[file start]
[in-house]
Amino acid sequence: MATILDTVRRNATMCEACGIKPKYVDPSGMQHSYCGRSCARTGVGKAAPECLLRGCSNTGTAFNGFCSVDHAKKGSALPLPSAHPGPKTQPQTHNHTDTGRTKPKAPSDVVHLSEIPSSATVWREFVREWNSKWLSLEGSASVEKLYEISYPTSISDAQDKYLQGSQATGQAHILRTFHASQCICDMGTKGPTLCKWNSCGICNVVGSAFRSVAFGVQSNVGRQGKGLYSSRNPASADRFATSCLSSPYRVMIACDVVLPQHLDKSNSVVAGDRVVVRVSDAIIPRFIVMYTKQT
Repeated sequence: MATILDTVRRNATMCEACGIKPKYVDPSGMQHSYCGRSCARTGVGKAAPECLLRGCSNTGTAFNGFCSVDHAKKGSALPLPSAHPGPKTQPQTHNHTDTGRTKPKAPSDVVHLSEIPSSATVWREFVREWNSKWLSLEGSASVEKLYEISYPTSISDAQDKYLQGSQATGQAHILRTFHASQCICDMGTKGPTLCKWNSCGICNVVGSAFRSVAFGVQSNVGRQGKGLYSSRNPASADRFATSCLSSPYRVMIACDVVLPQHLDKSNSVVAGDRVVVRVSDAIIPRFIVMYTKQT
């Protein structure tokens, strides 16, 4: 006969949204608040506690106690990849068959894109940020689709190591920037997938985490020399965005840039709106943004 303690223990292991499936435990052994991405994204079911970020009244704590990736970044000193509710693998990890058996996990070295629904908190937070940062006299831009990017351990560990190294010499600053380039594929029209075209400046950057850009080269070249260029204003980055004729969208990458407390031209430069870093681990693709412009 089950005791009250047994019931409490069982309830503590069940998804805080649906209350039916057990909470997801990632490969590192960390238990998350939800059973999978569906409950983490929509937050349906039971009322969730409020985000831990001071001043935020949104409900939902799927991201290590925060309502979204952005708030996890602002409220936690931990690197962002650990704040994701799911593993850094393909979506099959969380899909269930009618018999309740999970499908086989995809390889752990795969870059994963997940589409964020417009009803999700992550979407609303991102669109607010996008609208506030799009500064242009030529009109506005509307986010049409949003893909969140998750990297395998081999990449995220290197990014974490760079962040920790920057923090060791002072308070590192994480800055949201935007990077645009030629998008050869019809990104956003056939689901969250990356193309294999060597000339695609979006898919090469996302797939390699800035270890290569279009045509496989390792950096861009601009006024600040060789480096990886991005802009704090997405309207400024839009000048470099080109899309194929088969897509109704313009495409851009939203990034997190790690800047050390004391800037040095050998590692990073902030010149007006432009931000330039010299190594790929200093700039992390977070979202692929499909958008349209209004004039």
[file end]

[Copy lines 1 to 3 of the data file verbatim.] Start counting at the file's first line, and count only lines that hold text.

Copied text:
[in-house]
Amino acid sequence: MATILDTVRRNATMCEACGIKPKYVDPSGMQHSYCGRSCARTGVGKAAPECLLRGCSNTGTAFNGFCSVDHAKKGSALPLPSAHPGPKTQPQTHNHTDTGRTKPKAPSDVVHLSEIPSSATVWREFVREWNSKWLSLEGSASVEKLYEISYPTSISDAQDKYLQGSQATGQAHILRTFHASQCICDMGTKGPTLCKWNSCGICNVVGSAFRSVAFGVQSNVGRQGKGLYSSRNPASADRFATSCLSSPYRVMIACDVVLPQHLDKSNSVVAGDRVVVRVSDAIIPRFIVMYTKQT
Repeated sequence: MATILDTVRRNATMCEACGIKPKYVDPSGMQHSYCGRSCARTGVGKAAPECLLRGCSNTGTAFNGFCSVDHAKKGSALPLPSAHPGPKTQPQTHNHTDTGRTKPKAPSDVVHLSEIPSSATVWREFVREWNSKWLSLEGSASVEKLYEISYPTSISDAQDKYLQGSQATGQAHILRTFHASQCICDMGTKGPTLCKWNSCGICNVVGSAFRSVAFGVQSNVGRQGKGLYSSRNPASADRFATSCLSSPYRVMIACDVVLPQHLDKSNSVVAGDRVVVRVSDAIIPRFIVMYTKQT